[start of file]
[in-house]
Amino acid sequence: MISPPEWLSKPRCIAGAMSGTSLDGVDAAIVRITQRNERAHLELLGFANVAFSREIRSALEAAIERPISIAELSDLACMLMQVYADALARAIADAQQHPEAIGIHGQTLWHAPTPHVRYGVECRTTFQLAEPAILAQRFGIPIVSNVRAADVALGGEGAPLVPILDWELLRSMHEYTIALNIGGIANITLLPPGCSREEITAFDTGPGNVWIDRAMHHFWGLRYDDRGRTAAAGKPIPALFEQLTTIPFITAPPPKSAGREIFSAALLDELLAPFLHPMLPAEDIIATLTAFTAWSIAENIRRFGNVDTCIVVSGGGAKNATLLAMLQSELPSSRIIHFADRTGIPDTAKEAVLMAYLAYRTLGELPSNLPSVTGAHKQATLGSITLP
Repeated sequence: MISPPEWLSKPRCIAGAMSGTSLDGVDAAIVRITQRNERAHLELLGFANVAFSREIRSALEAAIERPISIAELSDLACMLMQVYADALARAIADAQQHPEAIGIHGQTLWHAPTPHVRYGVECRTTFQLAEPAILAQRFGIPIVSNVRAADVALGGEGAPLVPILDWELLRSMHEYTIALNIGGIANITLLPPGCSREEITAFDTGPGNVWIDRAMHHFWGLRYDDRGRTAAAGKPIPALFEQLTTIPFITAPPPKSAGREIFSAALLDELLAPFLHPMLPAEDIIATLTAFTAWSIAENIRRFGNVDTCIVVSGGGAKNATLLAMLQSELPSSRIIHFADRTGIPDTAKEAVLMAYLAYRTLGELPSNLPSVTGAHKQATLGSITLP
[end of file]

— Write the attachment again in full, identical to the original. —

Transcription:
[in-house]
Amino acid sequence: MISPPEWLSKPRCIAGAMSGTSLDGVDAAIVRITQRNERAHLELLGFANVAFSREIRSALEAAIERPISIAELSDLACMLMQVYADALARAIADAQQHPEAIGIHGQTLWHAPTPHVRYGVECRTTFQLAEPAILAQRFGIPIVSNVRAADVALGGEGAPLVPILDWELLRSMHEYTIALNIGGIANITLLPPGCSREEITAFDTGPGNVWIDRAMHHFWGLRYDDRGRTAAAGKPIPALFEQLTTIPFITAPPPKSAGREIFSAALLDELLAPFLHPMLPAEDIIATLTAFTAWSIAENIRRFGNVDTCIVVSGGGAKNATLLAMLQSELPSSRIIHFADRTGIPDTAKEAVLMAYLAYRTLGELPSNLPSVTGAHKQATLGSITLP
Repeated sequence: MISPPEWLSKPRCIAGAMSGTSLDGVDAAIVRITQRNERAHLELLGFANVAFSREIRSALEAAIERPISIAELSDLACMLMQVYADALARAIADAQQHPEAIGIHGQTLWHAPTPHVRYGVECRTTFQLAEPAILAQRFGIPIVSNVRAADVALGGEGAPLVPILDWELLRSMHEYTIALNIGGIANITLLPPGCSREEITAFDTGPGNVWIDRAMHHFWGLRYDDRGRTAAAGKPIPALFEQLTTIPFITAPPPKSAGREIFSAALLDELLAPFLHPMLPAEDIIATLTAFTAWSIAENIRRFGNVDTCIVVSGGGAKNATLLAMLQSELPSSRIIHFADRTGIPDTAKEAVLMAYLAYRTLGELPSNLPSVTGAHKQATLGSITLP